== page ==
Police Officer Can't Litigate Libel Lawsuit Pseudonymously
From today's Ohio Supreme Court decision in State ex rel. Cincinnati Enquirer & Volokh v. Shanahan (written by Justice Stewart); congratulations to my excellent pro bono lawyer Jeffrey M. Nye on the victory:
In July 2020, a Cincinnati police officer using the pseudonym "M.R." filed a complaint for injunctive relief in the Hamilton County Court of Common Pleas alleging that several people, whom he named as defendants, had publicly made the false claim that he is a white supremacist. Along with his complaint, M.R. filed a motion for a temporary restraining order and an affidavit in support of the motion. Respondent, Judge Megan E. Shanahan, allowed M.R. to proceed in the lawsuit using the pseudonym and partially sealed M.R.'s affidavit at his request…. The order stated:
The plaintiff, a police officer, is involved in the apprehension of very violent and dangerous criminals. The officer's job duties expose the officer to physical harm. To require that a document with identifying information be available to the public would further risk injury to the officer and others. In the current climate, with the uptick in violent acts being perpetrated against law enforcement both on-duty and off, active and retired, the Court finds there is a real and serious threat of physical harm. In the present case, one defendant has threatened, in writing, to publish the officer's personal identifying information and other information for the purpose of "doxing" the officer. The Court finds this to be a real and present threat.
Although Judge Shanahan did not expressly identify the evidence supporting her finding that M.R. had been threatened, she likely was referring to a social-media post that was attached as an exhibit to M.R.'s affidavit. The author of that post stated that he was thinking about publicizing M.R.'s name, address, and phone numbers but expressed concern about the legality of doing so. After exchanging messages with others, the poster ultimately stated that he would keep the information to himself, "[f]or now."
Judge Shanahan's second sealing order continued to allow M.R. to proceed pseudonymously but it modified the original order by making parts of M.R.'s affidavit available to the public. The partially redacted affidavit omitted all references to M.R.'s name and to the fact that M.R. has a wife and children. The exhibits to the affidavit remained sealed….
The court began by holding that the sealing of the affidavit was improper:
[Ohio Courts Rule of Superintendence] 45(E)(2) authorizes a court to restrict public access to a document only "if it finds by clear and convincing evidence that the presumption of allowing public access is outweighed by a higher interest." … Judge Shanahan has not shown that the evidence clearly and convincingly justified restricting access to M.R.'s affidavit. To start, the social-media post the judge refers to did not express a clear intent to publicize M.R.'s name, address, and phone numbers. The poster posed a question about whether it would be legal for him to release information about M.R. Although the poster left open the possibility that he might release M.R.'s information, he suggested that he would not do so unless he was told that it was legal. Moreover, making M.R.'s affidavit publicly available would not increase the risk that the poster would publish M.R.'s name, address, and phone numbers, because the poster already has that information.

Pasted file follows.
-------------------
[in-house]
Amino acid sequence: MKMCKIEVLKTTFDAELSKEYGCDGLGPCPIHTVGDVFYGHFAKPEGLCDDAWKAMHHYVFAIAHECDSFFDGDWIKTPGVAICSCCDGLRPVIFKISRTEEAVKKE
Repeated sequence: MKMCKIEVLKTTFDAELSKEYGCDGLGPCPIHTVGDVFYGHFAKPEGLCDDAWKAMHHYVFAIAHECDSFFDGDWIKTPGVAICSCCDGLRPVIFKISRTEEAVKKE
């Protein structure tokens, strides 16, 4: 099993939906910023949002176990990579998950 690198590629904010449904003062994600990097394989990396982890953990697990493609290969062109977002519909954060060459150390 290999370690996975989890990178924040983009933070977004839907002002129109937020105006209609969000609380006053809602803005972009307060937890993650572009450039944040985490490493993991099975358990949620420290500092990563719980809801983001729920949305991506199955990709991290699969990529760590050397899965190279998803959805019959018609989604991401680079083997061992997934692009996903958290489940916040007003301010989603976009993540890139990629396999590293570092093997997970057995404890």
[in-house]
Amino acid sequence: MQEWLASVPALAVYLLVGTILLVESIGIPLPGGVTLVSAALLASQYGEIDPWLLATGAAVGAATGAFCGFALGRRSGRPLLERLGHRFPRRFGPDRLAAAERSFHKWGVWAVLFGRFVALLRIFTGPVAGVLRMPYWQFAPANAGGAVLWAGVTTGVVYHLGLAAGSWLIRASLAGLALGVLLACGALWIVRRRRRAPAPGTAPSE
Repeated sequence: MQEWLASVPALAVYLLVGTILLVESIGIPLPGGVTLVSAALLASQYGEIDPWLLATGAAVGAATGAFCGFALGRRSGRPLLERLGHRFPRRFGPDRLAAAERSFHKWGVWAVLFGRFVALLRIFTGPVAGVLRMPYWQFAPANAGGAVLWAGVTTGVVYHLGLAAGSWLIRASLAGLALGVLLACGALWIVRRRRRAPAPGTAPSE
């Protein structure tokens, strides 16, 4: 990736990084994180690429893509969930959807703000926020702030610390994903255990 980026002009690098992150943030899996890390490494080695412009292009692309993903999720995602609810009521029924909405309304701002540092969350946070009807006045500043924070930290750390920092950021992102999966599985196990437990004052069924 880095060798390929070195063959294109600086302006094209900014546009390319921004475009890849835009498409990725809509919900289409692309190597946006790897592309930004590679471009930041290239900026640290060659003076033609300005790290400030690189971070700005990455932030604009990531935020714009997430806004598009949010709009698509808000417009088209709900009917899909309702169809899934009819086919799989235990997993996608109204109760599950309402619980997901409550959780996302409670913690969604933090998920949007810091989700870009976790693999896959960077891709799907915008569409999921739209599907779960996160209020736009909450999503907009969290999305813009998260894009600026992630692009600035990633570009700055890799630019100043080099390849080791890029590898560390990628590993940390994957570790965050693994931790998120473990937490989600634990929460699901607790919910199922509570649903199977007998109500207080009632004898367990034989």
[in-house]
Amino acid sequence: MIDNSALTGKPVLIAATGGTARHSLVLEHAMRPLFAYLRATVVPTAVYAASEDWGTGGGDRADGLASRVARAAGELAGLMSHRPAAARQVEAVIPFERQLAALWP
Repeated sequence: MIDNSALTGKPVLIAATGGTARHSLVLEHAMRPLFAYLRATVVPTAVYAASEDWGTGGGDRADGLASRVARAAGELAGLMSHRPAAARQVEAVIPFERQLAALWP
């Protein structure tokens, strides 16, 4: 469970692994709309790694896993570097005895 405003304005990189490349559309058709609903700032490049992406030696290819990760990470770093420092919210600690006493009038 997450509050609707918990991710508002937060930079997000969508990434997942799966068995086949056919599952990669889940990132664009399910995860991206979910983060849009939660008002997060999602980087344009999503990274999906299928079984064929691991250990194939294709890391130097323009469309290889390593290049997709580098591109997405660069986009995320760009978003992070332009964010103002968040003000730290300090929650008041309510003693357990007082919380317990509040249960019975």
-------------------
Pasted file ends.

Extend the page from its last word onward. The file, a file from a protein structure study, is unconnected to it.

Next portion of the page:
And even if the poster's statement constituted a genuine threat to publicize M.R.'s information, Judge Shanahan has not shown that the publication would create a risk of injury to M.R. or his family within the meaning of Sup.R. 45(E)(2). See United States v. Cook (N.D.Miss.2020) (discussing "doxing" and concluding that "sharing public information, while potentially offensive and disagreeable, does not rise to the level of a true threat"). Although in her order restricting public access to M.R.'s affidavit Judge Shanahan cited real risks that police officers face, M.R. had not presented any evidence of a threat of physical harm directed at him or his family.
As a final matter, Judge Shanahan argues that the Enquirer and Volokh have not been harmed by the partial sealing of M.R.'s affidavit, because her courtroom remains open to the public and the Enquirer has published the name of the person it believes to be M.R. The issue, however, is not whether the Enquirer and Volokh have knowledge of M.R.'s identity or whether they can publish his name. The issue is whether documents filed in M.R.'s case are court records that must be accessible to the public. The Enquirer and Volokh do not need to prove that they have been injured to be entitled to relief in mandamus in these cases.
The Enquirer and Volokh have a clear legal right of public access to M.R.'s affidavit, and Judge Shanahan has a clear legal duty to provide that access. Accordingly, we grant a writ of mandamus in both cases ordering Judge Shanahan to make the affidavit fully accessible to the public….